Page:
But he agrees that there’s one thing that can boosts innovation in the server space: competition. Two years ago, Intel didn’t have much of that. But with OpenPower and ARM pushing into the game, everything is changing. “When there’s a lot of competition. There’s a lot more product innovation,” McCarron says.

That said, it will take a lot more than a red motherboard to displace the king of the hill. Says McCarron: “Intel has every incentive to retain this market because of how lucrative it is.”

Also on WIRED: How Netflix Is Transforming the Economics of the Web

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Watch "What Is Aereo and Why Is It So Controversial?"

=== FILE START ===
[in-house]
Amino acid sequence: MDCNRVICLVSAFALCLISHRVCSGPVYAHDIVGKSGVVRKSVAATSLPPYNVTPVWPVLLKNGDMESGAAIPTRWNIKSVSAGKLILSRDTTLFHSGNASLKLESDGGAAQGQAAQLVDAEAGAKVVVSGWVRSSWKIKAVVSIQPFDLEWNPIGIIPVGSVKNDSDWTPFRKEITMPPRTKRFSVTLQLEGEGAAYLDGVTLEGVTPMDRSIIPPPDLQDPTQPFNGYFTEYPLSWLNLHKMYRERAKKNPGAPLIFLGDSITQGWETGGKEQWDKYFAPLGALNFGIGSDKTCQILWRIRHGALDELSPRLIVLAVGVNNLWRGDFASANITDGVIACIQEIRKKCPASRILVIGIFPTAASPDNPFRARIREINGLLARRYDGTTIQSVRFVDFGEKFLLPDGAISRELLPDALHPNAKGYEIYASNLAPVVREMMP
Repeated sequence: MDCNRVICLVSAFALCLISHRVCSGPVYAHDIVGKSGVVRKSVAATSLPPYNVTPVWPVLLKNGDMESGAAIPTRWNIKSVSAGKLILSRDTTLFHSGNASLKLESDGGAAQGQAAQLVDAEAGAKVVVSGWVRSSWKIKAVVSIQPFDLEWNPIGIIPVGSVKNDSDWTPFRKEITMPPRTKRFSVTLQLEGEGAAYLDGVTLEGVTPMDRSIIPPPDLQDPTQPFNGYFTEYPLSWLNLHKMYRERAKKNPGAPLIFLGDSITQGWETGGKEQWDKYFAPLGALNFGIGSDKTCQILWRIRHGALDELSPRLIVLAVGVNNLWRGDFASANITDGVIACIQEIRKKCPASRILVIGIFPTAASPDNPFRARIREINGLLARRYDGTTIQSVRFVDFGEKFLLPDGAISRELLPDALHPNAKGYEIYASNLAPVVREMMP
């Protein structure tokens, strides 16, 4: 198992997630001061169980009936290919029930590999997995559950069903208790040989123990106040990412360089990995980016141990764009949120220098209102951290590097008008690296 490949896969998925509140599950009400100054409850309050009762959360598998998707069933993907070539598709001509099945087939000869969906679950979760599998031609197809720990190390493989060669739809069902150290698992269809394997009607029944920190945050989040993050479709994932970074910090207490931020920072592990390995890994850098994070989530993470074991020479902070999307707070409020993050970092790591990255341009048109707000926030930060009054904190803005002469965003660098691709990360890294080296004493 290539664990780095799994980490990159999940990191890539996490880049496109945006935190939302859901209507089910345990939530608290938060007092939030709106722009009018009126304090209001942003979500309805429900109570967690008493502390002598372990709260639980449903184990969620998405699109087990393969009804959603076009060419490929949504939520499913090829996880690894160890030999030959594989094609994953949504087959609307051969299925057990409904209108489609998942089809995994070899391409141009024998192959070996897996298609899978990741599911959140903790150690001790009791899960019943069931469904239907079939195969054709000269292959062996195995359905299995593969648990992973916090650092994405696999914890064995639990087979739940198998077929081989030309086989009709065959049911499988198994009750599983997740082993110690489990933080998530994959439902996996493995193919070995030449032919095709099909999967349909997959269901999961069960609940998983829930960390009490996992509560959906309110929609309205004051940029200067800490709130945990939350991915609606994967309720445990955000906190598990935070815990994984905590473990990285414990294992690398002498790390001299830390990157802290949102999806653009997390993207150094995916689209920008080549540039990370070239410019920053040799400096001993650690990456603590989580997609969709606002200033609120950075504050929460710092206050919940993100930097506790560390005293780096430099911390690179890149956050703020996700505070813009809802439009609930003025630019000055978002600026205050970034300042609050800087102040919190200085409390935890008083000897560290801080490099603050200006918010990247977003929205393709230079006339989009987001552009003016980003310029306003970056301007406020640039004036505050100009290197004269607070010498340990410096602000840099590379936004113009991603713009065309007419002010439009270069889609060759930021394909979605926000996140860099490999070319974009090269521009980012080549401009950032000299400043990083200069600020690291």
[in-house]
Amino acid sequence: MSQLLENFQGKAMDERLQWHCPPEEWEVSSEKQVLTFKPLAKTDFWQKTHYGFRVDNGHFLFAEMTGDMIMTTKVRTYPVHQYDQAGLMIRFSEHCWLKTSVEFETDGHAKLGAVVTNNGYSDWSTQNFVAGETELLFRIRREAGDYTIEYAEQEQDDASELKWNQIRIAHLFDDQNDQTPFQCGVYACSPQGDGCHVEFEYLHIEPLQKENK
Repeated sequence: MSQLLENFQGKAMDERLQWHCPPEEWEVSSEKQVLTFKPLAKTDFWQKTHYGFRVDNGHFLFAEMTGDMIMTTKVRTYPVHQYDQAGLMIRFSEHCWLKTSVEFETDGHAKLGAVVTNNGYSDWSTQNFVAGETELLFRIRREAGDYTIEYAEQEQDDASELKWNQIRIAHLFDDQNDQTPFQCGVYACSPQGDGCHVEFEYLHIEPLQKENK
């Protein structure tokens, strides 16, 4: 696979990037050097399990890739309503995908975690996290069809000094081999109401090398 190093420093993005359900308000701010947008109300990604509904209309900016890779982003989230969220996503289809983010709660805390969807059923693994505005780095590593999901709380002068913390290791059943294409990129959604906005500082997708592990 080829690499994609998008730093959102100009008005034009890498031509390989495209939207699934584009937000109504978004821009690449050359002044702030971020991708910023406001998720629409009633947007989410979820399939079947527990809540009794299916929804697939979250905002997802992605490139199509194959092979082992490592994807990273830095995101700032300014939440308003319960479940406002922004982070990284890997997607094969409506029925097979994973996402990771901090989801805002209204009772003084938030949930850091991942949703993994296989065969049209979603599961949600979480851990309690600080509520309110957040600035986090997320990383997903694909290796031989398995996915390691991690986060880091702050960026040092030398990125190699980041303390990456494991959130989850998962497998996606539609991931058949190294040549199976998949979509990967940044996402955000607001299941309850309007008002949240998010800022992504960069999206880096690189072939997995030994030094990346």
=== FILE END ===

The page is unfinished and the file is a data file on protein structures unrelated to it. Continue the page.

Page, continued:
What Is Aereo and Why Is It So Controversial?:

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The Future of Media Will Be Streamed - Atlantic Mobile

The Future of Media Will Be Streamed - Atlantic Mobile


Today, fewer people are walking through those doors. Music stores are shuttering, devastated by the digitization of music, which sent physical albums into the dustbin of history. Meanwhile, cinema has been eclipsed by TV as the juggernaut of video entertainment. The number of annual movie tickets bought per person has declined from 4.8 to 4 in the last decade. This is what economists call “structural decline,” what couch potatoes have called “waiting until it comes out on DVD,” and what Hollywood executives call “a reason to pray rather fervently that people will pay more for the 3D version of the fourth sequel of the second reboot of our comic franchise.”